How Do I Get Rid of Negative Self Talk?



This is what I really hate: talking about myself. I know, crazy, right? Why would I have a blog if I hate talking about myself? I started this blog as a private journal of sorts to keep track of my daughter’s progress with her mental illness and as a place to store my poetry, most of which is about mental illness. I have sprinkled in some entries about my own mental illness and medication woes, as well.

I think the web is a good place for me to do these things because I don’t run the risk of my children finding the things I write in a journal at home. I also like talking to like-minded people who blog and/or who are dealing with similar issues as me. I think we can learn from one another.

Up until this point, I have written sporadically and not very often on this blog. I would like this to change from here on out because my psychiatrist has given me a new goal: to work on becoming mindful of and decreasing my negative self talk. What an order!

Apparently she thinks it is one of the main causes of my mood instability. I am stable now. I was depressed last fall and definitely had stress and anxiety from external events with major negative self talk. I was stable this winter with external stress but less negative self talk, not due to any conscious effort on my part, but just because my daughter was in the depths of her depression at the time, and I needed to remain strong and positive for her. I was hypomanic in the spring and my daughter was doing better – good thoughts all around. Summer started with extremely high external stress and major negative and perfectionistic thinking on my part which resulted in much anxiety and a bad depressive episode.

I think she may be on to something here. External events that lead to negative and perfectionistic thinking cause anxiety and depression. But like when my daughter was sick, if I don’t go into the negative thinking pattern, I might not fall into a depression.

(Of course, I was smoking during that time too, and I swear smoking wards off depression for me. It’s a great stress reliever and it literally increases the dopamine in the brain. No joke, look it up! But, that’s not an option for me anymore, so I’ll leave it at that.)

My plan is to write here every day or so to keep track of my negative thoughts. I know in general I try to do everything perfectly. Laundry is never behind, house in never dirty, dishes are always done, dogs are always clean, landscaping is always pruned, closets are basically organized, etc. Wow! I didn’t realize how anal I am until I just wrote all of that out. I really need to chill.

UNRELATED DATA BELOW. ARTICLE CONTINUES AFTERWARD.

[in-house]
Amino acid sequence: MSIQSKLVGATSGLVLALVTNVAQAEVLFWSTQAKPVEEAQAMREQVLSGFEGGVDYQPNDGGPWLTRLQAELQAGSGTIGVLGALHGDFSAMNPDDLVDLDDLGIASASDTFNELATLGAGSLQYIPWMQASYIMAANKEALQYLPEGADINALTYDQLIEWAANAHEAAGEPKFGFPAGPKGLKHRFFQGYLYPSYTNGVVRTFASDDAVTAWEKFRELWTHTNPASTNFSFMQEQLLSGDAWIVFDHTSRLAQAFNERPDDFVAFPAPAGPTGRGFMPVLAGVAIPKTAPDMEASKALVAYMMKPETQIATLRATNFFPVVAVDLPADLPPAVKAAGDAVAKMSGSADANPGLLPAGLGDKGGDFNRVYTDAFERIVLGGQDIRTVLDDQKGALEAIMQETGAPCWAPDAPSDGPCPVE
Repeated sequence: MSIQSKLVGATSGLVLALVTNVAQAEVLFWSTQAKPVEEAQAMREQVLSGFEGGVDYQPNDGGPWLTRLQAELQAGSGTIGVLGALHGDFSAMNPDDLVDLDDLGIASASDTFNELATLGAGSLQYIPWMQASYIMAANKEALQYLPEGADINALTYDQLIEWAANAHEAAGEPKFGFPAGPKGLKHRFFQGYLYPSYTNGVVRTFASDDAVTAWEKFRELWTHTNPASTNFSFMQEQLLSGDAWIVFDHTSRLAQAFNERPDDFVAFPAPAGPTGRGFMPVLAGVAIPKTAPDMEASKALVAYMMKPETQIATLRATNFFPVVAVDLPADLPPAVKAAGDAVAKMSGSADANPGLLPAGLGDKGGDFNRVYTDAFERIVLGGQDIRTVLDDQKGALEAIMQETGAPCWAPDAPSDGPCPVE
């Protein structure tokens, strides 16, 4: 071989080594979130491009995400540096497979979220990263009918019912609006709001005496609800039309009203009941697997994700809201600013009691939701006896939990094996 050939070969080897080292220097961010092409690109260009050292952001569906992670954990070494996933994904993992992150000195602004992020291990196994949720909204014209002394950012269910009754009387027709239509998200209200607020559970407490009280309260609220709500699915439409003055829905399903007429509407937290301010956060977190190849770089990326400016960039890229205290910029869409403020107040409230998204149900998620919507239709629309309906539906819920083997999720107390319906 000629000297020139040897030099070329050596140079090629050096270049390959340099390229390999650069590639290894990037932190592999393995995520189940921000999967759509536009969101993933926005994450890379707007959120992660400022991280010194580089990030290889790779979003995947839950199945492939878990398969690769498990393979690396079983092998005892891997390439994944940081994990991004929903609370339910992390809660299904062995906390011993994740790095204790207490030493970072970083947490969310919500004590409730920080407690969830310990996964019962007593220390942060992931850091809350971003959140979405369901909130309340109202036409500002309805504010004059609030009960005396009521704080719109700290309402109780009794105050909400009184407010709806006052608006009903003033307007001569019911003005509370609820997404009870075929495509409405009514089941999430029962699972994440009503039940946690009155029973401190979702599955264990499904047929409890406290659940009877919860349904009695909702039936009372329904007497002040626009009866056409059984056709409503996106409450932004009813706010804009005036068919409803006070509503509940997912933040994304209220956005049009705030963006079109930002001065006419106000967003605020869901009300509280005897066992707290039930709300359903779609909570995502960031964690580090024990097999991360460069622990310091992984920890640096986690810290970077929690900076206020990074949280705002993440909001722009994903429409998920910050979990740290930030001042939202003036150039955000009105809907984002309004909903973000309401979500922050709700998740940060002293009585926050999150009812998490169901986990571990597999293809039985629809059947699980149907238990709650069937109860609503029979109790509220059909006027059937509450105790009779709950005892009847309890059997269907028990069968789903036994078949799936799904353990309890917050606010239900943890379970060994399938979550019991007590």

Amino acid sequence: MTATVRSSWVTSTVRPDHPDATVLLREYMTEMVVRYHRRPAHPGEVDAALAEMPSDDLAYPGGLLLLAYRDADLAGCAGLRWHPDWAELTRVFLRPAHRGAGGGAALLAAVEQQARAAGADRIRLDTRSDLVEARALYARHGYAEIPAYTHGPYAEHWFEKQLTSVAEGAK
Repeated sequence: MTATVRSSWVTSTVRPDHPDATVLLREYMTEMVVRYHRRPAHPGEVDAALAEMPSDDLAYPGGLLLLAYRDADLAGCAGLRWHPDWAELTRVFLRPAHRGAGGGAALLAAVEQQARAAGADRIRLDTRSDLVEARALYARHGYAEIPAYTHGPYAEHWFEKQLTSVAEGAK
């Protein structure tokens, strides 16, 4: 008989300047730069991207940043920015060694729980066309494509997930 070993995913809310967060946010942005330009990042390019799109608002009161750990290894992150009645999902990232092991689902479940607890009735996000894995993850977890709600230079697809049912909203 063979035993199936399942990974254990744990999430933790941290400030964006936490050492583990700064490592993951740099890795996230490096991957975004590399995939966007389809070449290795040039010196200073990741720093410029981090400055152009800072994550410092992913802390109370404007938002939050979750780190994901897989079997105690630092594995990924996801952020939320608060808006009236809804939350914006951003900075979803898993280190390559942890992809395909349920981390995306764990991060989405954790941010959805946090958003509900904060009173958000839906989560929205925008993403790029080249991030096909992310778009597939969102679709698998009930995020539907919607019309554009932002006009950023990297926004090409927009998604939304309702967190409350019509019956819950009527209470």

I also get very upset with myself when I make mistakes. Like if a new recipe isn’t great and I know my family thinks so, too, I will feel guilty and tell myself I am a terrible cook. Or if I lose my temper with the kids, I cry behind closed doors and tell myself how horrible of a mom I am. Guilt and shame run through my veins a lot more than I would like. I suppose my goal is to decrease that. Eliminate it completely? I don’t know.

I think it is normal to feel guilty when I do something wrong like yell at someone who doesn’t deserve it. I think the shame is excessive. Shame is probably not good. I think it is probably not appropriate to feel guilty for cooking a sucky tasting meal for my family. I need to watch my self talk with situations like that.

When higher anxiety producing events occur, like having out of town company stay at my house, hosting parties, etc. I really must watch what I think to myself, because usually the house, food, etc. all have to be perfect. I drive myself quite mad during the week leading up to and crash the week after.

When I can’t do everything I want to do because of my illness, I tend to shame myself and feel guilty. When I fall short of being the perfect mom, wife, friend, or daughter I tend to shame myself. I don’t know why I have such high expectations of myself. Do I fear abandonment? Is it some deep seeded need for approval left over from my days of growing up in an alcoholic home? Is it the first child syndrome?

Does it really matter why? Probably not. I think the most important thing that matters is how to change it. I must be mindful enough to recognize when it is happening and skilled enough to change the conversation. What an order!


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